Southwestern Presents the 2023 Brown Symposium
Scholars and artists will explore Radical Imagination at Southwestern’s Brown Symposium.
January 31, 2023
January 31, 2023
Presented by Southwestern University on a biennial basis, the Brown Symposium was designed to enhance the effectiveness of the work for which the endowed professorships were established. Taking place on February 21-23, 2023, this year’s symposium, Radical Imagination: Art & Social Change, presents topics in the areas of study represented by Professor of Art History Kimberly A. Smith, the Margarett Root Brown Chair in Fine Arts, and Professor of Political Science Eric Selbin, holder of the Lucy King Brown Chair.
The symposium will dive into revolution, rebellion, and resistance as moments that offer access to radical imagination. According to Smith and Selbin, radical imagination is a place that reflects our hopes, dreams, and desires; anger, resentment, and grievance; fears, commitments, and passions, often in daring acts of bricolage.
The three-day event includes speakers and events from different fields to discuss how art from the past and present challenges political oppression, cultural marginalization, and social inequity. Along with lectures and panels, the education experience will also showcase an art exhibit, Irresistible Revolution, and a DJ performance. They will explore the transformational capacity of art to protest injustice and imagine a better world.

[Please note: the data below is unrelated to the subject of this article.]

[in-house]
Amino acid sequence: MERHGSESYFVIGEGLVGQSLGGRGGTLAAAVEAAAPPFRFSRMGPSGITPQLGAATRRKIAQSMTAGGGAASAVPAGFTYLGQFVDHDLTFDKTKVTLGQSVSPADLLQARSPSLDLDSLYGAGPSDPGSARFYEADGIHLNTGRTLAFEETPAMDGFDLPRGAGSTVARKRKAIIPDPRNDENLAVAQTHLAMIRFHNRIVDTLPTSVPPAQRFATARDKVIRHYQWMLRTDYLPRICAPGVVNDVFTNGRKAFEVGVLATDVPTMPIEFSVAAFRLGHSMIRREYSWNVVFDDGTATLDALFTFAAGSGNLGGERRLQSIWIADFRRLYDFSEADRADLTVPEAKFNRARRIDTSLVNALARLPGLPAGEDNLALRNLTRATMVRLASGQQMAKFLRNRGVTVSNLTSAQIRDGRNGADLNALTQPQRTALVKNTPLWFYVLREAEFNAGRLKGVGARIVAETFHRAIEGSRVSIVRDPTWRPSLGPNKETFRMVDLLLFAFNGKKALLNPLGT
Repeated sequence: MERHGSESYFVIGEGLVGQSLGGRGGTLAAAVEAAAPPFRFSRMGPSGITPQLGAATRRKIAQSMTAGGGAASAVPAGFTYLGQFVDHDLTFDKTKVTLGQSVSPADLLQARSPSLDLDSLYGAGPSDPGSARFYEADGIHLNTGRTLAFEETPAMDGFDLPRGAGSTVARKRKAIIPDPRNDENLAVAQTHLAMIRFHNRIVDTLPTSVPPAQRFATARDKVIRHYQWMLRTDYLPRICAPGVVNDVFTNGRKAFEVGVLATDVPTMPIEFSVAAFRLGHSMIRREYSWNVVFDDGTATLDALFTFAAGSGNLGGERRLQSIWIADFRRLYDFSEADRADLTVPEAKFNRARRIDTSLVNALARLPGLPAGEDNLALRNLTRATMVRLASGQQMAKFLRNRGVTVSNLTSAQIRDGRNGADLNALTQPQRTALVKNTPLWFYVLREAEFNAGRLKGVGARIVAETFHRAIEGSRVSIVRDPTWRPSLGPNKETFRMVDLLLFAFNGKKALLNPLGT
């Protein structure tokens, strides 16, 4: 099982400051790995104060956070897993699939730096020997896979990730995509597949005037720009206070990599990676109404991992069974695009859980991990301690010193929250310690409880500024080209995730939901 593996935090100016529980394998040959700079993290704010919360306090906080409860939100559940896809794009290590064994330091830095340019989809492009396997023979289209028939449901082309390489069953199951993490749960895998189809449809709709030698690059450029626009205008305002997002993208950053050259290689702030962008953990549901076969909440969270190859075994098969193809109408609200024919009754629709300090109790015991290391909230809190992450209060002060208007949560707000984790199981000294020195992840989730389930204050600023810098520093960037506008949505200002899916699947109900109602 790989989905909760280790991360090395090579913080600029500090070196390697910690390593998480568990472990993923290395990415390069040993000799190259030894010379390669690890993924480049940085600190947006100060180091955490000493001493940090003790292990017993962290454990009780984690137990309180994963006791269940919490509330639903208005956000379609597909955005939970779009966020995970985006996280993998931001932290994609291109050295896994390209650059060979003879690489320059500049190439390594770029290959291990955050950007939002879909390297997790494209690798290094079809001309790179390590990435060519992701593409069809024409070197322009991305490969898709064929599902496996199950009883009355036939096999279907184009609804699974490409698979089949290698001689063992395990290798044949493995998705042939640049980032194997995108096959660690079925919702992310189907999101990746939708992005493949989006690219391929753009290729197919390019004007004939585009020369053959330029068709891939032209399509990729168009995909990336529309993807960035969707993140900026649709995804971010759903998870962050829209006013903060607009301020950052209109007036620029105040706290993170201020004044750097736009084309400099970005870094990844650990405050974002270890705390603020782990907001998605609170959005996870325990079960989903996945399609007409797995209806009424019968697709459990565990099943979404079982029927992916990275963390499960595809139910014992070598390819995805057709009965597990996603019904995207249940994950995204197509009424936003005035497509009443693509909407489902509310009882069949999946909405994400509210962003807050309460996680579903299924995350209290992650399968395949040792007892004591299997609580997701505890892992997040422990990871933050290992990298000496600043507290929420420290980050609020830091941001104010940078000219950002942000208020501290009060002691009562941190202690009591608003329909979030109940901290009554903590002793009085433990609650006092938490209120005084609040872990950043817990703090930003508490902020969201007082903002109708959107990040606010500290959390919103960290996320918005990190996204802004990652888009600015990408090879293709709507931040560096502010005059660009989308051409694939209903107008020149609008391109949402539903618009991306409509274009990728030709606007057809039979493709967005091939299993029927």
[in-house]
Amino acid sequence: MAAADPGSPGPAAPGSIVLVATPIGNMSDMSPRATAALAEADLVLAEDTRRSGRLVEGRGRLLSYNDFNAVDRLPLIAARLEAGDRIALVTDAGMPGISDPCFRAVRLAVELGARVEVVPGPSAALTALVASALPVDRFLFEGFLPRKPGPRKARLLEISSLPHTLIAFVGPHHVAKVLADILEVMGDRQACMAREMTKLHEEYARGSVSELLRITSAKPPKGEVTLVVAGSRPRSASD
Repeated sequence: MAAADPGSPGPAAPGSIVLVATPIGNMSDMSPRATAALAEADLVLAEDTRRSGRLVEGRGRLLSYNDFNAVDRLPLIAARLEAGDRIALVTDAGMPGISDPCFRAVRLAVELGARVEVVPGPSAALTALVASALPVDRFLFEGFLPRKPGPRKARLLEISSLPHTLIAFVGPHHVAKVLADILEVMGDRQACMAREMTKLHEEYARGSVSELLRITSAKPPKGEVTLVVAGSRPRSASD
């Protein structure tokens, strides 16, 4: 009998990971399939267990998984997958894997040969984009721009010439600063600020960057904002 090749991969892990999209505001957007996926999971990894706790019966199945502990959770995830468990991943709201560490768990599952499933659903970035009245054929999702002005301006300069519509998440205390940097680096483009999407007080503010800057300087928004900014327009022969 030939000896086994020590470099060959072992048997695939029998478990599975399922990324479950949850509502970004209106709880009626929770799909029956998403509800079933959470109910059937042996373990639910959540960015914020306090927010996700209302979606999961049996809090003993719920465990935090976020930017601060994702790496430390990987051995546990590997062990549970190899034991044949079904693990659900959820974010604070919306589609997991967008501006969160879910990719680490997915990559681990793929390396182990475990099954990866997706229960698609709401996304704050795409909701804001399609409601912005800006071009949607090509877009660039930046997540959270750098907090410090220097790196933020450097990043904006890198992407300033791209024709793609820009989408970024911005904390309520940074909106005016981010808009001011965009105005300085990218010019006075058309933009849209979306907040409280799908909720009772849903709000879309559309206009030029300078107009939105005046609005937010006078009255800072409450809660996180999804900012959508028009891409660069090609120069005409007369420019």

“We thought about how people navigate different places on campus and tried to bring the energy and events of the symposium into those spaces,” Smith said. “We liked the idea of symposium attendees literally moving between and connecting these spaces.”
Smith and Selbin said that we are living in a time of interlocking crises and know that critique is an important aspect of identifying what isn’t working in a system or society. They want symposium attendees to feel hopeful after time spent learning and engaging in the topics presented and to have conversations about the possibility of making change and creating new futures.
“Equally important, we think, is wondering and imagining how the world could be better, fairer, kinder,” Smith and Selbin said. “Not as a naive belief that everything is or will be fine, but actively searching for sustenance and moments of creation. That capacity to practice hope is something we’re trying to tap into.”